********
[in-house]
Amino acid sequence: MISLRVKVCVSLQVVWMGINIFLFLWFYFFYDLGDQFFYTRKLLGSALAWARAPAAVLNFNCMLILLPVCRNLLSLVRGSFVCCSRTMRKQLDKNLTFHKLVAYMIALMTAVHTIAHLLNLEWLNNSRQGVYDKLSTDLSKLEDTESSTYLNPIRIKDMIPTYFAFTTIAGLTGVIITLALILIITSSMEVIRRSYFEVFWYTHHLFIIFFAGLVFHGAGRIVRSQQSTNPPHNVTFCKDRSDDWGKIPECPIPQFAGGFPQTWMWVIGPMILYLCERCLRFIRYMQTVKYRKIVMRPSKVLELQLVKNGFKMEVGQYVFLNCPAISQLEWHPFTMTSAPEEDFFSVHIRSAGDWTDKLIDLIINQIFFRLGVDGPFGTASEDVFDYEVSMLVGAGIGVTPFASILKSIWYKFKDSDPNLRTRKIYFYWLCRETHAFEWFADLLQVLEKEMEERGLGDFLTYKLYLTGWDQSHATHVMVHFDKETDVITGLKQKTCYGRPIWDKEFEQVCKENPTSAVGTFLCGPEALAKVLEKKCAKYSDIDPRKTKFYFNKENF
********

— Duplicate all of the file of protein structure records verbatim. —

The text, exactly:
[in-house]
Amino acid sequence: MISLRVKVCVSLQVVWMGINIFLFLWFYFFYDLGDQFFYTRKLLGSALAWARAPAAVLNFNCMLILLPVCRNLLSLVRGSFVCCSRTMRKQLDKNLTFHKLVAYMIALMTAVHTIAHLLNLEWLNNSRQGVYDKLSTDLSKLEDTESSTYLNPIRIKDMIPTYFAFTTIAGLTGVIITLALILIITSSMEVIRRSYFEVFWYTHHLFIIFFAGLVFHGAGRIVRSQQSTNPPHNVTFCKDRSDDWGKIPECPIPQFAGGFPQTWMWVIGPMILYLCERCLRFIRYMQTVKYRKIVMRPSKVLELQLVKNGFKMEVGQYVFLNCPAISQLEWHPFTMTSAPEEDFFSVHIRSAGDWTDKLIDLIINQIFFRLGVDGPFGTASEDVFDYEVSMLVGAGIGVTPFASILKSIWYKFKDSDPNLRTRKIYFYWLCRETHAFEWFADLLQVLEKEMEERGLGDFLTYKLYLTGWDQSHATHVMVHFDKETDVITGLKQKTCYGRPIWDKEFEQVCKENPTSAVGTFLCGPEALAKVLEKKCAKYSDIDPRKTKFYFNKENF